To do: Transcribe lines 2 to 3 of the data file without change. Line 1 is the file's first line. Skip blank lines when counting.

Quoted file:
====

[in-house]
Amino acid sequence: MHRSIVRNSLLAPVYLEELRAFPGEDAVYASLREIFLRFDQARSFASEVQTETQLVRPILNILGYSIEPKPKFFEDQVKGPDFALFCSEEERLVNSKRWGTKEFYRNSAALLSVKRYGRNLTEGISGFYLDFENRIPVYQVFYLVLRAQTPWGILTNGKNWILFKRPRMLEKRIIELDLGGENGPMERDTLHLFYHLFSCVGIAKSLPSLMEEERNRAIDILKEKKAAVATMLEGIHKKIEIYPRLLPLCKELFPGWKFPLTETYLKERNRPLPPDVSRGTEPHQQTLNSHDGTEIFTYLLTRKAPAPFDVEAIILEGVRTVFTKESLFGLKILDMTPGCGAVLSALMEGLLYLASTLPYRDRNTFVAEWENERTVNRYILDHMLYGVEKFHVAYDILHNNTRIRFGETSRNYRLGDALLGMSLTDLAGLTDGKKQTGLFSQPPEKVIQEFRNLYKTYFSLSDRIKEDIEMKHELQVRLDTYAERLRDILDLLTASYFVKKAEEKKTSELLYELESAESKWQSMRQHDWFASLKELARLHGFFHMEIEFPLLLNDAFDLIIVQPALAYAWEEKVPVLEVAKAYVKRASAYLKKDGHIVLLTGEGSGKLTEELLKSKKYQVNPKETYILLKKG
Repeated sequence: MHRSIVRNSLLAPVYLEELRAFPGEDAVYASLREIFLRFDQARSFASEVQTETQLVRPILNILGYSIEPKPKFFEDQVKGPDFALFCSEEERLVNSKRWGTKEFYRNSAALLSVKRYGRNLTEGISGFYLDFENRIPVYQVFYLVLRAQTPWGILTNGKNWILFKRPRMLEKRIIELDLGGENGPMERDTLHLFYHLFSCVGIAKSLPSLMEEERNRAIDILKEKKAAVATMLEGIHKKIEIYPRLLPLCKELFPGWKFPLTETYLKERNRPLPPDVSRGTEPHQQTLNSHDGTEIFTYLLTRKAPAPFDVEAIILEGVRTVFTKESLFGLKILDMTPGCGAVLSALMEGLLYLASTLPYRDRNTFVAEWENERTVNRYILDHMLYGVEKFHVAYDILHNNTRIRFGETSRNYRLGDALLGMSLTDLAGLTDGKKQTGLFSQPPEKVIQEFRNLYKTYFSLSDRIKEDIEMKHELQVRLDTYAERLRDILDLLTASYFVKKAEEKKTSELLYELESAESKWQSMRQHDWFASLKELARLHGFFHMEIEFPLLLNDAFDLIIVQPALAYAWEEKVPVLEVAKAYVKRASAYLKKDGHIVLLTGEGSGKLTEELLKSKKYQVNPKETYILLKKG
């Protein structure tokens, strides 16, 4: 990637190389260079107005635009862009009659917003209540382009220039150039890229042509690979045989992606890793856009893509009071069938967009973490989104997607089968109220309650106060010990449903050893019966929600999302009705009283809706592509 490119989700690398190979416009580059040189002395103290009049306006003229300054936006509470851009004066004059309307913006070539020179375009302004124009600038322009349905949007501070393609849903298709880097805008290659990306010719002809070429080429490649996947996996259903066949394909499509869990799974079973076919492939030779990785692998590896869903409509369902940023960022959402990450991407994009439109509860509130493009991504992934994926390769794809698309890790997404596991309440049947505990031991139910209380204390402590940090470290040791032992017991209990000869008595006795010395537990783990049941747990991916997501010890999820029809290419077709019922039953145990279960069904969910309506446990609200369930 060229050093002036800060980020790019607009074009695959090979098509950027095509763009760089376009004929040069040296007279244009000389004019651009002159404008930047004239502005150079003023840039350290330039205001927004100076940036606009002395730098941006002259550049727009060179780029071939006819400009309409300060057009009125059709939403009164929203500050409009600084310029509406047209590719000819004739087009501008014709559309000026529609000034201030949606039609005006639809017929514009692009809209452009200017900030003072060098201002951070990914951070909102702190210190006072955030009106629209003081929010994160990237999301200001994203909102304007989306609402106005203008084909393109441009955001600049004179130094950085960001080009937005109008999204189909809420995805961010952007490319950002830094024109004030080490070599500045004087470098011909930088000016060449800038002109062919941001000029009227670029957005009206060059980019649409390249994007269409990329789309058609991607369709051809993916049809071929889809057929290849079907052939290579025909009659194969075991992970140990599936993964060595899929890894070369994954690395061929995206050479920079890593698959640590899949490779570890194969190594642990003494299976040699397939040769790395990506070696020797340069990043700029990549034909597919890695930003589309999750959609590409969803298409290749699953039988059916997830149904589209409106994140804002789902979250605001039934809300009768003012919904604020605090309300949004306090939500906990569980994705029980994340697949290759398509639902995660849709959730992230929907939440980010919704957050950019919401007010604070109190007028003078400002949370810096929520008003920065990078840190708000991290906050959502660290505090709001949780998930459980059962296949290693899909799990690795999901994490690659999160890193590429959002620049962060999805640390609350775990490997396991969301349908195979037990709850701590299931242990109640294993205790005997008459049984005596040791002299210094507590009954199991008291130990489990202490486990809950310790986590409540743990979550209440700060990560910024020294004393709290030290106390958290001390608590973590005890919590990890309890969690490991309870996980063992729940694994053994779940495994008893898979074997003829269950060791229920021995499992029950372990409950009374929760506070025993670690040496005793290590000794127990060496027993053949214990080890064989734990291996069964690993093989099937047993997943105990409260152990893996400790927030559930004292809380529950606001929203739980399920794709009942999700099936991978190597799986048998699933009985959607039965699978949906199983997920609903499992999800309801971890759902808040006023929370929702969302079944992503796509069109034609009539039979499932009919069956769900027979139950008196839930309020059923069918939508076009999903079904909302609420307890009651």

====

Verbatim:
Amino acid sequence: MHRSIVRNSLLAPVYLEELRAFPGEDAVYASLREIFLRFDQARSFASEVQTETQLVRPILNILGYSIEPKPKFFEDQVKGPDFALFCSEEERLVNSKRWGTKEFYRNSAALLSVKRYGRNLTEGISGFYLDFENRIPVYQVFYLVLRAQTPWGILTNGKNWILFKRPRMLEKRIIELDLGGENGPMERDTLHLFYHLFSCVGIAKSLPSLMEEERNRAIDILKEKKAAVATMLEGIHKKIEIYPRLLPLCKELFPGWKFPLTETYLKERNRPLPPDVSRGTEPHQQTLNSHDGTEIFTYLLTRKAPAPFDVEAIILEGVRTVFTKESLFGLKILDMTPGCGAVLSALMEGLLYLASTLPYRDRNTFVAEWENERTVNRYILDHMLYGVEKFHVAYDILHNNTRIRFGETSRNYRLGDALLGMSLTDLAGLTDGKKQTGLFSQPPEKVIQEFRNLYKTYFSLSDRIKEDIEMKHELQVRLDTYAERLRDILDLLTASYFVKKAEEKKTSELLYELESAESKWQSMRQHDWFASLKELARLHGFFHMEIEFPLLLNDAFDLIIVQPALAYAWEEKVPVLEVAKAYVKRASAYLKKDGHIVLLTGEGSGKLTEELLKSKKYQVNPKETYILLKKG
Repeated sequence: MHRSIVRNSLLAPVYLEELRAFPGEDAVYASLREIFLRFDQARSFASEVQTETQLVRPILNILGYSIEPKPKFFEDQVKGPDFALFCSEEERLVNSKRWGTKEFYRNSAALLSVKRYGRNLTEGISGFYLDFENRIPVYQVFYLVLRAQTPWGILTNGKNWILFKRPRMLEKRIIELDLGGENGPMERDTLHLFYHLFSCVGIAKSLPSLMEEERNRAIDILKEKKAAVATMLEGIHKKIEIYPRLLPLCKELFPGWKFPLTETYLKERNRPLPPDVSRGTEPHQQTLNSHDGTEIFTYLLTRKAPAPFDVEAIILEGVRTVFTKESLFGLKILDMTPGCGAVLSALMEGLLYLASTLPYRDRNTFVAEWENERTVNRYILDHMLYGVEKFHVAYDILHNNTRIRFGETSRNYRLGDALLGMSLTDLAGLTDGKKQTGLFSQPPEKVIQEFRNLYKTYFSLSDRIKEDIEMKHELQVRLDTYAERLRDILDLLTASYFVKKAEEKKTSELLYELESAESKWQSMRQHDWFASLKELARLHGFFHMEIEFPLLLNDAFDLIIVQPALAYAWEEKVPVLEVAKAYVKRASAYLKKDGHIVLLTGEGSGKLTEELLKSKKYQVNPKETYILLKKG